Mount LeConte via Alum Cave Trail

Mount LeConte via Alum Cave Trail is a fantastic and classic hike.  Mount LeConte, in the Great Smoky Mountains National Park is the third highest peak in the National Park at 6,593.   The mountain is the most visible mountain from Gatlinburg, TN and is the mountain many associate with the Park.

While there are a number of trails that lead up to the summit and LeConte Lodge, Mount LeConte via Alum Cave Trail is the most popular, and is also a “classic” hike.  Alum Cave Trail has pretty much everything a hiker could want: Creeks, bridges, geological features, elevation gains, cliff side sections, incredible views and more!  Seriously, Alum Cave trail to LeConte has it all.

Location: The Trailhead is located off Highway 441 in the Great Smoky Mountains National Park, near Newfound Gap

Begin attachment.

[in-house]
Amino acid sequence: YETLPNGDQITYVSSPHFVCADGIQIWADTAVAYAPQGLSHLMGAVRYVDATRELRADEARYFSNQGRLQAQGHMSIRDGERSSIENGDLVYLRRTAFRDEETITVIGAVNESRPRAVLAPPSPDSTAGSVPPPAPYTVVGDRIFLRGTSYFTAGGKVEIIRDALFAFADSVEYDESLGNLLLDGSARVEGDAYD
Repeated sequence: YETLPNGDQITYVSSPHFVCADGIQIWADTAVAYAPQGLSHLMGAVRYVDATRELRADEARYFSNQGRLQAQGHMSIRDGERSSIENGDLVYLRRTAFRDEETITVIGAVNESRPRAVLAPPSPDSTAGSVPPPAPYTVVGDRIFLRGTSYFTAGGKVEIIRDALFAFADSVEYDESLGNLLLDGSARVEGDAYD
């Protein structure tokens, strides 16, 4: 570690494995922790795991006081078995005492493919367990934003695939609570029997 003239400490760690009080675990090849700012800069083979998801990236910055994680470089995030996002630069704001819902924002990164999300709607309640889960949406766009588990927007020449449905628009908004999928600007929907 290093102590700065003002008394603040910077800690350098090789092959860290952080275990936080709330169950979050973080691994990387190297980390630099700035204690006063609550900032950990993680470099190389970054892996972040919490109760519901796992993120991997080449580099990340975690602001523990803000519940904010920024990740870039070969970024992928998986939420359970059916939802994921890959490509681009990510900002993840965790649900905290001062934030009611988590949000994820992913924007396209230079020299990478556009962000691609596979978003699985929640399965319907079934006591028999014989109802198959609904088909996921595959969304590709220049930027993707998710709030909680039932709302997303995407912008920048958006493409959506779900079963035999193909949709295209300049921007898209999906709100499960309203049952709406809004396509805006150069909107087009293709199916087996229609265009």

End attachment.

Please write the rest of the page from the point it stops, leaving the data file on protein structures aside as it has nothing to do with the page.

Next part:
Roundtrip Distance:11 Miles Roundtrip
Difficulty: Strenuous
Features:Creeks, bridges, dense woods, High elevation scenic views, geological features
Directions:From the Sugarlands Visitor Center near Gatlinburg, TN drive 8.7 miles south along Newfound Gap Road to the Alum Cave Trailhead parking area on your left.  Alum Cave Trail is very popular, and there are two parking areas, which fill up quickly.  Vehicles are often found parked along the road.
Recommended Gear: Good Quality Hiking Boots, Daypack, Water Bladder, Firstaid Kit, Snacks, Pocket Knife, LED Headlamp and extra batteries, Packable Jacket, and a portable water filter
Map:

Table of Contents:

  1. Mount LeConte via Alum Cave Trail
  2. LeConte Lodge
  3. LeConte Lodge Llamas